Sunday, May 26, 2019

Random chart - nuclear waste



"In the absence of a permanent geologic repository for high-level nuclear waste, commercial nuclear power plants have been storing SNF on site using wet pool and dry cask storage methods pursuant to regulations promulgated by the Nuclear Regulatory Commission under the Atomic Energy Act, as amended (P.L. 83-703). The U.S. Nuclear Waste Technical Review Board estimates the quantity of SNF stored as of 2012 at commercial nuclear power plants will approximately double by 2048."

Sunday, May 12, 2019

Random charts - hospital costs

 

"... Large price discrepancies exist between what private health plans pay for hospital services and what Medicare pays. RAND Corporation researchers used data from three sources — self-insured employers, state-based all-payer claims databases, and health plans — to assess $13 billion in hospital spending in terms of hospital price levels, variation, and trends from 2015 through 2017 in 25 states. In this report, prices reflect the negotiated allowed amount paid per service, including amounts from both the health plan and the patient, with adjustments for the intensity of services provided. These negotiated prices are then compared with Medicare reimbursement rates for the same procedures and facilities to determine relative prices…” 

Relative prices, including all hospitals and states in the analysis, rose from 236 percent of Medicare rates in 2015 to 241 percent of Medicare rates in 2017 
  • Relative prices varied twofold among states. Some states (Michigan, Pennsylvania, New York, and Kentucky) had relative prices in the range of 150 to 200 percent of Medicare rates; other states (Colorado, Montana, Wisconsin, Maine, Wyoming, and Indiana) had relative prices in the range of 250 to 300-plus percent of Medicare rates. 
  • Relative prices increased rapidly from 2015 to 2017 in Colorado and Indiana, but they fell over the same period in Michigan. 
  • Among hospital systems, prices varied nearly threefold, ranging from 150 percent of Medicare rates at the low end to 350 to 400-plus percent at the high end. 
Relative prices for hospital outpatient services were 293 percent of Medicare rates on average, far higher than the average relative price for inpatient care (204 percent of Medicare rates)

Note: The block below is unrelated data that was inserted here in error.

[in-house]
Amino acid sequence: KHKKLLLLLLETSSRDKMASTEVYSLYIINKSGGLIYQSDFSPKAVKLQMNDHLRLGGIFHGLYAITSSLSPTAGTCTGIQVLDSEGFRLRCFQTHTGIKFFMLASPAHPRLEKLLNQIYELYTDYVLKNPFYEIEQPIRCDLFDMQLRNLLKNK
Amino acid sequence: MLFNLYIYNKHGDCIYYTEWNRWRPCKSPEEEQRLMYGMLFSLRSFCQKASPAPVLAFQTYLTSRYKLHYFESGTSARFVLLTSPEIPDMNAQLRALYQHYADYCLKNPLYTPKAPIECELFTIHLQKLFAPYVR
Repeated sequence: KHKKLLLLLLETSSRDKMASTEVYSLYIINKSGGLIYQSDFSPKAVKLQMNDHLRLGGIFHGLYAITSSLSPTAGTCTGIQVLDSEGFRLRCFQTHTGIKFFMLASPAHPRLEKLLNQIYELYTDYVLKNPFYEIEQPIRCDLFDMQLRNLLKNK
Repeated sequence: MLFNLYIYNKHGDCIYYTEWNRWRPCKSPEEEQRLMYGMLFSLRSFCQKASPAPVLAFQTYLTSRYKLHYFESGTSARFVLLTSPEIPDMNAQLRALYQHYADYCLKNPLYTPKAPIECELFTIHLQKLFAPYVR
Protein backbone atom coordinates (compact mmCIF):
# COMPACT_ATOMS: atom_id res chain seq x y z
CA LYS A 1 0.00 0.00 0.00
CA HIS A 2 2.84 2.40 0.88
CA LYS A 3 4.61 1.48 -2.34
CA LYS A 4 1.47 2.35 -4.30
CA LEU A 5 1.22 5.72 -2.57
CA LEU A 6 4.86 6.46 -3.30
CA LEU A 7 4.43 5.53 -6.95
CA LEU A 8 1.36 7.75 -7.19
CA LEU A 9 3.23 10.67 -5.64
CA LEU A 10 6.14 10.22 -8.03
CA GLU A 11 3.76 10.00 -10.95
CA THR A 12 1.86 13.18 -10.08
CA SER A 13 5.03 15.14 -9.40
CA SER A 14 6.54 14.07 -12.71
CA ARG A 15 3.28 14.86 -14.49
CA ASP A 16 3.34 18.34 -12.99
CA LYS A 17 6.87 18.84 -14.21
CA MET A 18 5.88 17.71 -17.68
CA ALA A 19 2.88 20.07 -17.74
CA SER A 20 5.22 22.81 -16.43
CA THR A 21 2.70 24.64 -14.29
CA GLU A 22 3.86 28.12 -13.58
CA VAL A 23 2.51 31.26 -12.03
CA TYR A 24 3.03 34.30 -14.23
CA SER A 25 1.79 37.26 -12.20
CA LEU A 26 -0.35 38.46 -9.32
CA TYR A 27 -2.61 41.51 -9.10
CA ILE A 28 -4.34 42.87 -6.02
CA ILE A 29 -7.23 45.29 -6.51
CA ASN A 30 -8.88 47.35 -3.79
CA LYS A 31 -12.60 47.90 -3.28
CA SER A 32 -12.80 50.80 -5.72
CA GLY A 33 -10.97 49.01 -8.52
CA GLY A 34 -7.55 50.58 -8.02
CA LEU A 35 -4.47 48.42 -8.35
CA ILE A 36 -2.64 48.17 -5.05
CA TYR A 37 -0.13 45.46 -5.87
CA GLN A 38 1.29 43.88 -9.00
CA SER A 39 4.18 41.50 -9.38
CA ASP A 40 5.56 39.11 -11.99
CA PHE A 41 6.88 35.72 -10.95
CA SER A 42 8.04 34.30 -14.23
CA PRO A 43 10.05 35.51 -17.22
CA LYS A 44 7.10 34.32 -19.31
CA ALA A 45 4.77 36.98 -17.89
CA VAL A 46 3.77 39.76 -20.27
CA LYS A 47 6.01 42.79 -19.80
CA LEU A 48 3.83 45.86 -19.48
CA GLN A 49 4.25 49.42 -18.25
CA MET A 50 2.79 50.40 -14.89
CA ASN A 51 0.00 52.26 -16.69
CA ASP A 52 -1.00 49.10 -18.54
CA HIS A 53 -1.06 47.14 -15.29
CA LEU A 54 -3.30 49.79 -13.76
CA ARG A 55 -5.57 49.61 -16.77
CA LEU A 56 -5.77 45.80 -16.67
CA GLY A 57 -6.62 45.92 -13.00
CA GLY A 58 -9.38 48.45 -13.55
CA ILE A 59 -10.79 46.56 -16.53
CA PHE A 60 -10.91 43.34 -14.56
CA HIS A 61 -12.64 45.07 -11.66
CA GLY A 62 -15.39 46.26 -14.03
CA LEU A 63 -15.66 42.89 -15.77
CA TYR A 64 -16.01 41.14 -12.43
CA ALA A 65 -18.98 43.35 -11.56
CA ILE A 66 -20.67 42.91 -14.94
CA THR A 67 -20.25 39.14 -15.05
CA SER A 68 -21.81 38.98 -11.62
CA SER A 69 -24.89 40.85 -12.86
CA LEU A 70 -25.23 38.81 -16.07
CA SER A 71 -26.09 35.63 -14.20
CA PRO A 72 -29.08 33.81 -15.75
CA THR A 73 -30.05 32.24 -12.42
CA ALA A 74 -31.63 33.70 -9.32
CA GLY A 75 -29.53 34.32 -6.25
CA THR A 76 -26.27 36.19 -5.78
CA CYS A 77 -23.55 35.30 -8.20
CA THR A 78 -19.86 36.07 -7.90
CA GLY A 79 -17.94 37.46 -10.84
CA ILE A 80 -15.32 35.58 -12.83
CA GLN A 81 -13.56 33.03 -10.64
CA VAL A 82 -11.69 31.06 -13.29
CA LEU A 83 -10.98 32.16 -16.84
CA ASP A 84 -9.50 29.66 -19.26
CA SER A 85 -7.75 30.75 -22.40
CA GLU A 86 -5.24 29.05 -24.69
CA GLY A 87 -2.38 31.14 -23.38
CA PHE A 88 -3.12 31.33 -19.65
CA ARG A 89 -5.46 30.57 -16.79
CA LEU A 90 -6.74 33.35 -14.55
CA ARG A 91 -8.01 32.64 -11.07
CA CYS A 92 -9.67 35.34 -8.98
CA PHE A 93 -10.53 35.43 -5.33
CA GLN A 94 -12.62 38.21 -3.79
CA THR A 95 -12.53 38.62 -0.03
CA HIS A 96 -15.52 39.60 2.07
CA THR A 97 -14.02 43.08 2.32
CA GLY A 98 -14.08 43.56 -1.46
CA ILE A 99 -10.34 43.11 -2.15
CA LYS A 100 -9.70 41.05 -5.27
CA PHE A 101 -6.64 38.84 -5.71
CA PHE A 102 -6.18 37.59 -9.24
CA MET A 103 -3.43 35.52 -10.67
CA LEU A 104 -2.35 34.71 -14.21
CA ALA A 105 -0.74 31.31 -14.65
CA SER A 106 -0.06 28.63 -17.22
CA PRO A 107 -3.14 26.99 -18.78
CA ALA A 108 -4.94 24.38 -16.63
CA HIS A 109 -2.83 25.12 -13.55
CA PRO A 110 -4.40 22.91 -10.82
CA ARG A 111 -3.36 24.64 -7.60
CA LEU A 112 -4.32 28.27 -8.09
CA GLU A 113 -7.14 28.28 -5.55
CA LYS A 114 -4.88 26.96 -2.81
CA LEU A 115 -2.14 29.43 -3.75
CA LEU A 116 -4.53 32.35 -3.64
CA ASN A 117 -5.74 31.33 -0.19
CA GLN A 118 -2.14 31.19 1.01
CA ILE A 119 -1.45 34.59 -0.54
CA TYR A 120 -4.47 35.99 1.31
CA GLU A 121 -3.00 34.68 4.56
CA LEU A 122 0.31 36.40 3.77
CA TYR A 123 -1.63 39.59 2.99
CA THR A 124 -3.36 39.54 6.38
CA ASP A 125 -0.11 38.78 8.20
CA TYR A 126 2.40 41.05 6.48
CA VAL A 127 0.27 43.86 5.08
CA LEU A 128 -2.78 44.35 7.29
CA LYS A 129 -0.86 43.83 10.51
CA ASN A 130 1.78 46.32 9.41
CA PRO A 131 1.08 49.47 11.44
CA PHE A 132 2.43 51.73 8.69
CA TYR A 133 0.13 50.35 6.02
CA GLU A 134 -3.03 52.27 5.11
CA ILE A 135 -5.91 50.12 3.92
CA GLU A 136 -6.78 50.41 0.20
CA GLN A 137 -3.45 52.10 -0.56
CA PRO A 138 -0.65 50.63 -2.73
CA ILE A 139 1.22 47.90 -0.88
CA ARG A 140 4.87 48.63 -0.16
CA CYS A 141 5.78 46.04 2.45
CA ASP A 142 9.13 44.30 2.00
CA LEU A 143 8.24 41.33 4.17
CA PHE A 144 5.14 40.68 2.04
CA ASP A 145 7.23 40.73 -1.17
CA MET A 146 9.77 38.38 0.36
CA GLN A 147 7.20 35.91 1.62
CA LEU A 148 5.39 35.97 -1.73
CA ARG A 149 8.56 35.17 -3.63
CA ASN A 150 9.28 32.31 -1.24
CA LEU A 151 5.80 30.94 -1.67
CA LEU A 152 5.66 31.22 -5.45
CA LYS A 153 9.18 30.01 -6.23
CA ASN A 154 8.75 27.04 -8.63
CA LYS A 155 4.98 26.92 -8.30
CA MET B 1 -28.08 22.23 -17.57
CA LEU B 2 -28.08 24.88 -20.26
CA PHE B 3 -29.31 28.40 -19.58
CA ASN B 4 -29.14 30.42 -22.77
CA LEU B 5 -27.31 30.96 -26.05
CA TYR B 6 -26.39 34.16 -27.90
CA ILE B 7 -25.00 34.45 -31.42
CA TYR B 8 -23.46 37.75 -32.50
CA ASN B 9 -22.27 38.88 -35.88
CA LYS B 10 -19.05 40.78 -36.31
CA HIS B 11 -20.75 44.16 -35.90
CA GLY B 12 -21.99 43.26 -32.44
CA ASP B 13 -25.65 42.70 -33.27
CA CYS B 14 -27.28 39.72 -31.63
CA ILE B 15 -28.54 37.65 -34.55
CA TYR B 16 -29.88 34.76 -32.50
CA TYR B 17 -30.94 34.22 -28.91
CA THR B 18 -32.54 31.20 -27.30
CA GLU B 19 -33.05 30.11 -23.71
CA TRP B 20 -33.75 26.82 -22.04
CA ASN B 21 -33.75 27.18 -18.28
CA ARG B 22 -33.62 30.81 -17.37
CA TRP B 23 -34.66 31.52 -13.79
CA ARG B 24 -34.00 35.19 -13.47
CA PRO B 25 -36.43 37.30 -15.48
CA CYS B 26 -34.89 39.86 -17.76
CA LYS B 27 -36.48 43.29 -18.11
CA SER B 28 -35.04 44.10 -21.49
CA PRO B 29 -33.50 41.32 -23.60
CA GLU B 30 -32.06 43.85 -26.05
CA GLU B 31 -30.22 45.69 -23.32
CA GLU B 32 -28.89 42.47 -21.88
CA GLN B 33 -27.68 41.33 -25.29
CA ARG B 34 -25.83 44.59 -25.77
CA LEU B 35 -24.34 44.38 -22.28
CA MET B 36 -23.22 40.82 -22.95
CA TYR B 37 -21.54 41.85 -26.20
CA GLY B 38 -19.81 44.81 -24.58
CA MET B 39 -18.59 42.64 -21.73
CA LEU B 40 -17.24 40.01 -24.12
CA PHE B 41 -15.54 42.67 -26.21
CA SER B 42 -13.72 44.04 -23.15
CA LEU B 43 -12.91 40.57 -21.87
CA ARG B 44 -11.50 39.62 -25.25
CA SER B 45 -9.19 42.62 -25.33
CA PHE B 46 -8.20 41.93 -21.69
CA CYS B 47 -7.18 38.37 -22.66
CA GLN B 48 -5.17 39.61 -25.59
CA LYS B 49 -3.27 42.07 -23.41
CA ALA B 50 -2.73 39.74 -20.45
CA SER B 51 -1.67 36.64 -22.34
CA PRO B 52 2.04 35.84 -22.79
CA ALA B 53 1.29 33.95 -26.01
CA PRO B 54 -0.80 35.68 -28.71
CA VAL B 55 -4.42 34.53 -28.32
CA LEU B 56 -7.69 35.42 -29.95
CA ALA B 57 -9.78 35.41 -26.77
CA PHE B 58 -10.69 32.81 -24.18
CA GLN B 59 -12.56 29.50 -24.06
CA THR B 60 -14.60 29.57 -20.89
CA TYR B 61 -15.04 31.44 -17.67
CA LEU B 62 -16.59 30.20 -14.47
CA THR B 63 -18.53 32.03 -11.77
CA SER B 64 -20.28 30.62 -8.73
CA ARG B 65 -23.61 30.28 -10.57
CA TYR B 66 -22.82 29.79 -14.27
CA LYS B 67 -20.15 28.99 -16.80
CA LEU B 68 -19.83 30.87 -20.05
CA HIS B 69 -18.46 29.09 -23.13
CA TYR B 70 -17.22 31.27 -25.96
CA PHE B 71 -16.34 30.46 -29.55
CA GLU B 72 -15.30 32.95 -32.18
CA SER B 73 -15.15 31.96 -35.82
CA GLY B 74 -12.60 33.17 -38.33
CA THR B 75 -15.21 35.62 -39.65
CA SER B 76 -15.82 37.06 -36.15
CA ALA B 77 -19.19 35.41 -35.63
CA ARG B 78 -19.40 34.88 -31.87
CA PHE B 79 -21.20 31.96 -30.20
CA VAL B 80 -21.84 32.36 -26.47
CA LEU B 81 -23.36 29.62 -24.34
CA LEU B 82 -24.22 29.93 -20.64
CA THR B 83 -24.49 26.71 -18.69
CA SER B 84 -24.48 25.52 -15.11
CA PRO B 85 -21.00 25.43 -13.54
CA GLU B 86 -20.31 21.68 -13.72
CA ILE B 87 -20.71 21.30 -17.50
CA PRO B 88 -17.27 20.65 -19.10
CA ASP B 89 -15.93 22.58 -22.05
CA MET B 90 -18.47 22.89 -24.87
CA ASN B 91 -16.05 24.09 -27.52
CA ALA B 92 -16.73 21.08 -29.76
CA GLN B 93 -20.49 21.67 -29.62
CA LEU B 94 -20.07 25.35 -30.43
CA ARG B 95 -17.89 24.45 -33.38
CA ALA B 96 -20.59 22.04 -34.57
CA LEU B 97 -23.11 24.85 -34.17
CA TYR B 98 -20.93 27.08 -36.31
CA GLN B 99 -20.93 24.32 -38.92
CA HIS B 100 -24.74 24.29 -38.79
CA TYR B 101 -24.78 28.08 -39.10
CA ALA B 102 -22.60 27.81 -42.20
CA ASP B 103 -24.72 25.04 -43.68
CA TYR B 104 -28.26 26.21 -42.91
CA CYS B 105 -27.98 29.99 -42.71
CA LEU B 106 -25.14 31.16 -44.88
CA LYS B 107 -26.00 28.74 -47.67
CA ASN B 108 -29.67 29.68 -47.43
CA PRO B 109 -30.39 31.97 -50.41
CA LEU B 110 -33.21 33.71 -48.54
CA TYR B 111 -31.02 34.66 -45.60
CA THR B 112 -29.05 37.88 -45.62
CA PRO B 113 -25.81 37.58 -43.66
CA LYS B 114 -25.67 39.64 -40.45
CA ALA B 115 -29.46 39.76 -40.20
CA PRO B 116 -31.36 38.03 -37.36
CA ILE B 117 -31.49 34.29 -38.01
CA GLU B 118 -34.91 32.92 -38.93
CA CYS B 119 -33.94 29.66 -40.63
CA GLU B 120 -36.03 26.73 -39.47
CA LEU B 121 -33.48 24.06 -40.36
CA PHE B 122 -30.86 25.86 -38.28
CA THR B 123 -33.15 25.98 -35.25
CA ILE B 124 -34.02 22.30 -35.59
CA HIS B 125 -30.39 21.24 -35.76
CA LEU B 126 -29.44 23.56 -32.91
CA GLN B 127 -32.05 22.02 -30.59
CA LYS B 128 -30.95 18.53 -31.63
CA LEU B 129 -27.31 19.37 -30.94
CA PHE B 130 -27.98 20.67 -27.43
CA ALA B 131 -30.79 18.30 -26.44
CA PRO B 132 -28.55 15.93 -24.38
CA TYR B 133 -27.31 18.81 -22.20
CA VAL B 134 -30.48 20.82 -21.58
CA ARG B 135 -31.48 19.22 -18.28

• However, eight states — Michigan, New York, Tennessee, Massachusetts, Louisiana, New Hampshire, Montana, and Maine — stand out as exceptions to this general finding, with relative prices that are roughly equal for inpatient and outpatient services.."

Saturday, May 4, 2019

Random chart - adversarial patch


"In this paper, we present an approach to generate adversarial patches to targets with lots of intra-class variety,namely persons. The goal is to generate a patch that is able successfully hide a person from a person detector. An attack that could for instance be used maliciously to circumvent surveillance systems, intruders can sneak around undetected by holding a small cardboard plate in front oft heir body aimed towards the surveillance camera..."

Wednesday, May 1, 2019

Random charts - Georgia


Source: Georgia: Background and U.S. Policy (22-pg CRS PDF)
 
Take some of this with a grain of salt... For a slightly different take, read some previous entries on Georgia from between 2008 and 2014...

Thursday, April 18, 2019

Random chart - safety events


"To identify age-related patterns of events that could have or did result in unanticipated patient harm, the Pennsylvania Patient Safety Authority developed a data snapshot from more than 260,000 event reports submitted by Pennsylvania hospitals through the Pennsylvania Patient Safety Reporting System during 2017. For almost all age cohorts, the most common event type was Error related to Procedure/Treatment/Test while among Serious Event reports (i.e., event resulting in harm), the most common event type was Complication of Procedure/Treatment/Test.
 
Differences in event report patterns for children, adolescents, and young adults compared with events involving adults and elderly patients were noted. For adults 75 years or older, the number of event reports decreased, while the rate of involvement in a patient safety event report relative to estimated population increased as patient age increased. For adults 25 years or older, the number of reports involving two event types—Fall and Skin Integrity—increased with advancing age. Although the increased rate of total event reports at the extremes of age relative to estimated population was unsurprising, the decreased rate of Serious Events in the very elderly, and the increased rate of total and Serious Events in the age cohort of 5 to 14 years relative to number of admissions were unanticipated.
 
Attention to the event types and patterns of vulnerability that predominate in specific age cohorts may help facilities prioritize interventions."

 
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